A few unrelated items of interest:
First, Sarah Palin's church in Wasila was set on fire by an arsonist Friday night. There were several people in the church at the time, including two small children. It is pure speculation at this point to assign motives for the fire--whether it was related to the church's stand on homosexuality for example, or Palin's politics, or some other reason. I will predict that not much will be made of this event by the mainstream press. I can almost guarantee that if the fire had been set at someone else's church, especially while children were present, the outcry would be deafening.
Second, I am not (despite howls from some to the contrary) Geroge Bush's greatest fan. I think much of how the Iraq war was handled, especially after the invasion, was bungling and chaotic, to say the least. Ultimately, there has been a remarkable turnaround, and the country is a much better place than it was in 2001, or for that matter in 2006.
I ran across this interesting post last night. The title itself drew my attention: "Rescuing 50 Million People From Brutal Regimes Has Given Bush a Bad Name With Muslims." Indeed, the article quotes this AP story about the laundry list of horrors that Bush is responsible for:
The U.S. image globally has taken a deep hit during President George W. Bush's two terms in office, primarily because of opposition to the U.S. invasion of Iraq, harsh interrogation of prisoners, the indefinite detention of terrorist suspects at Guantanamo Bay, Cuba, and mistreatment of inmates at the Abu Ghraib prison in Iraq.(emphasis added)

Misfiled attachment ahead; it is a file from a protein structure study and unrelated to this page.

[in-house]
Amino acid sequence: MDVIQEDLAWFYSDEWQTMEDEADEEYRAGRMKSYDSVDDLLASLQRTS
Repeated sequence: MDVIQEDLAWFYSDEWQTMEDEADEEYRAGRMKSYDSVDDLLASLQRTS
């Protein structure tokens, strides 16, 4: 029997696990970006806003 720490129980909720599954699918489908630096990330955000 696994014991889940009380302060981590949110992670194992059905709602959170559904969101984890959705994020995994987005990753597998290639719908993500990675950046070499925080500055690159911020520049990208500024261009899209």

Just above this quote is an embedded video with the label "Warning: very graphic" attached to it. Watch it carefully and with that warning in mind, but do watch it, please. These are the people that Bush freed the Iraqis from. Exactly how does something like Abu Ghraib or Guantanamo even compare?
I hope Obama can help change this impression that the Muslim world has of us. But this is not strictly Bush's fault; it is far more complex and far deeper than that. A simple change of face at the White House, even with "Hussein" as a middle name, is not going to do it. No better example of this can be found than Al-Qaida's al-Zawahri referring to Obama as a "house negro" (see my post November 19th).
This story also from the AP via the Knoxville News Sentinel begins this way:
President-elect Barack Obama, relatively young and inexperienced, is facing a rapidly growing list of monumental challenges as he prepares to take the reins of a nation in turmoil.
Funny how just a few weeks ago, "young and inexperienced" was actually "fresh and dynamic."